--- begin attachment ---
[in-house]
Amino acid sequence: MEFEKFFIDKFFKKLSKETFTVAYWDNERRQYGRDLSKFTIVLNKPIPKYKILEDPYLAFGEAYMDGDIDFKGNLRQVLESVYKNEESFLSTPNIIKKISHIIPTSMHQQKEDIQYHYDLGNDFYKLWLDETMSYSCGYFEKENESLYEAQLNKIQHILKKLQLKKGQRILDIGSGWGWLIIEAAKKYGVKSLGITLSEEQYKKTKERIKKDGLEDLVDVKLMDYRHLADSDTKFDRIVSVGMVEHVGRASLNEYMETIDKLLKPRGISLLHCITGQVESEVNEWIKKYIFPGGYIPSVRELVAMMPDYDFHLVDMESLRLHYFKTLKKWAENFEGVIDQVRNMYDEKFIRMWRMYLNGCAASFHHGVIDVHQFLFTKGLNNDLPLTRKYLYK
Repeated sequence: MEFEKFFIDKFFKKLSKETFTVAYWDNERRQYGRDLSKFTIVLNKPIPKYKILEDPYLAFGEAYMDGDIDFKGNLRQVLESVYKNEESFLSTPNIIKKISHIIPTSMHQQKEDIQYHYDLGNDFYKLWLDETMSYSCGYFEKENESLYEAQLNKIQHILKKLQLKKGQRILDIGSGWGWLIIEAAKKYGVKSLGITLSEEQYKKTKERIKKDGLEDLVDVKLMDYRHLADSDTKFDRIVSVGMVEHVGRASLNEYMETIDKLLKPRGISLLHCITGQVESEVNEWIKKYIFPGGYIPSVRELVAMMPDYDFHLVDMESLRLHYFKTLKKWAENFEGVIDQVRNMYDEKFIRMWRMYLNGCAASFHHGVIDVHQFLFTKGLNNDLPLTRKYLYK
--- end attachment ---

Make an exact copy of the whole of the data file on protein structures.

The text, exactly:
[in-house]
Amino acid sequence: MEFEKFFIDKFFKKLSKETFTVAYWDNERRQYGRDLSKFTIVLNKPIPKYKILEDPYLAFGEAYMDGDIDFKGNLRQVLESVYKNEESFLSTPNIIKKISHIIPTSMHQQKEDIQYHYDLGNDFYKLWLDETMSYSCGYFEKENESLYEAQLNKIQHILKKLQLKKGQRILDIGSGWGWLIIEAAKKYGVKSLGITLSEEQYKKTKERIKKDGLEDLVDVKLMDYRHLADSDTKFDRIVSVGMVEHVGRASLNEYMETIDKLLKPRGISLLHCITGQVESEVNEWIKKYIFPGGYIPSVRELVAMMPDYDFHLVDMESLRLHYFKTLKKWAENFEGVIDQVRNMYDEKFIRMWRMYLNGCAASFHHGVIDVHQFLFTKGLNNDLPLTRKYLYK
Repeated sequence: MEFEKFFIDKFFKKLSKETFTVAYWDNERRQYGRDLSKFTIVLNKPIPKYKILEDPYLAFGEAYMDGDIDFKGNLRQVLESVYKNEESFLSTPNIIKKISHIIPTSMHQQKEDIQYHYDLGNDFYKLWLDETMSYSCGYFEKENESLYEAQLNKIQHILKKLQLKKGQRILDIGSGWGWLIIEAAKKYGVKSLGITLSEEQYKKTKERIKKDGLEDLVDVKLMDYRHLADSDTKFDRIVSVGMVEHVGRASLNEYMETIDKLLKPRGISLLHCITGQVESEVNEWIKKYIFPGGYIPSVRELVAMMPDYDFHLVDMESLRLHYFKTLKKWAENFEGVIDQVRNMYDEKFIRMWRMYLNGCAASFHHGVIDVHQFLFTKGLNNDLPLTRKYLYK